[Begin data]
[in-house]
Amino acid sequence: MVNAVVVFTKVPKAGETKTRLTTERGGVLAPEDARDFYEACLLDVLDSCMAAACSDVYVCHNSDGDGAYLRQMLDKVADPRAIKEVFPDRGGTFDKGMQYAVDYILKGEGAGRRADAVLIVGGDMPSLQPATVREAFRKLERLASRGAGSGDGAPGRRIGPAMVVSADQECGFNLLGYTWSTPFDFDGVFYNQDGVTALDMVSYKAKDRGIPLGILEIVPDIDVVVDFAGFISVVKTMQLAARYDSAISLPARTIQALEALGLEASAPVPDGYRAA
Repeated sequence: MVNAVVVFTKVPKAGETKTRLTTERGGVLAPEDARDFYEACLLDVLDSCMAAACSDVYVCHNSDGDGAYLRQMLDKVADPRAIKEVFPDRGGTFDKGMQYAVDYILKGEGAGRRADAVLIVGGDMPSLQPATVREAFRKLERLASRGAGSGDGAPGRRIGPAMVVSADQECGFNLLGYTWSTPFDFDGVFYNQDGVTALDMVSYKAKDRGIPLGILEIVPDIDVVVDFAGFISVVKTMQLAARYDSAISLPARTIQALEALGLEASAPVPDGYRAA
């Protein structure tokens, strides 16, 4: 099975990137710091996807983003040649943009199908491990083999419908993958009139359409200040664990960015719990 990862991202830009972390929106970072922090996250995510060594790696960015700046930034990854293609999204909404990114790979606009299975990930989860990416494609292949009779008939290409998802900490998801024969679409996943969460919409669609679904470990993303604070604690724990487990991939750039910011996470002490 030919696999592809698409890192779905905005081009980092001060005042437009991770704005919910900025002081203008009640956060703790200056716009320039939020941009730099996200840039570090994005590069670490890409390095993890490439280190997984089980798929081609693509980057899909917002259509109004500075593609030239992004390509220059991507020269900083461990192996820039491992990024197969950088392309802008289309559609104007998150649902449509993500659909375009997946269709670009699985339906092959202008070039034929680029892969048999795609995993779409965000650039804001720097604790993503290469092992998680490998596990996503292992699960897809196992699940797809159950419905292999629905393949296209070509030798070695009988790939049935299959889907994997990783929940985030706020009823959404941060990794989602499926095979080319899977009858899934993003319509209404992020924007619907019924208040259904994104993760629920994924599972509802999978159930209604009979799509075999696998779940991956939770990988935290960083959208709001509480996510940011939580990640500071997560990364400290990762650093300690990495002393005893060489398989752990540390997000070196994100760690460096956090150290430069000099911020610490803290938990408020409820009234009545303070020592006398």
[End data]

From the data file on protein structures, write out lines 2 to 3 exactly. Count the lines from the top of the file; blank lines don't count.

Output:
Amino acid sequence: MVNAVVVFTKVPKAGETKTRLTTERGGVLAPEDARDFYEACLLDVLDSCMAAACSDVYVCHNSDGDGAYLRQMLDKVADPRAIKEVFPDRGGTFDKGMQYAVDYILKGEGAGRRADAVLIVGGDMPSLQPATVREAFRKLERLASRGAGSGDGAPGRRIGPAMVVSADQECGFNLLGYTWSTPFDFDGVFYNQDGVTALDMVSYKAKDRGIPLGILEIVPDIDVVVDFAGFISVVKTMQLAARYDSAISLPARTIQALEALGLEASAPVPDGYRAA
Repeated sequence: MVNAVVVFTKVPKAGETKTRLTTERGGVLAPEDARDFYEACLLDVLDSCMAAACSDVYVCHNSDGDGAYLRQMLDKVADPRAIKEVFPDRGGTFDKGMQYAVDYILKGEGAGRRADAVLIVGGDMPSLQPATVREAFRKLERLASRGAGSGDGAPGRRIGPAMVVSADQECGFNLLGYTWSTPFDFDGVFYNQDGVTALDMVSYKAKDRGIPLGILEIVPDIDVVVDFAGFISVVKTMQLAARYDSAISLPARTIQALEALGLEASAPVPDGYRAA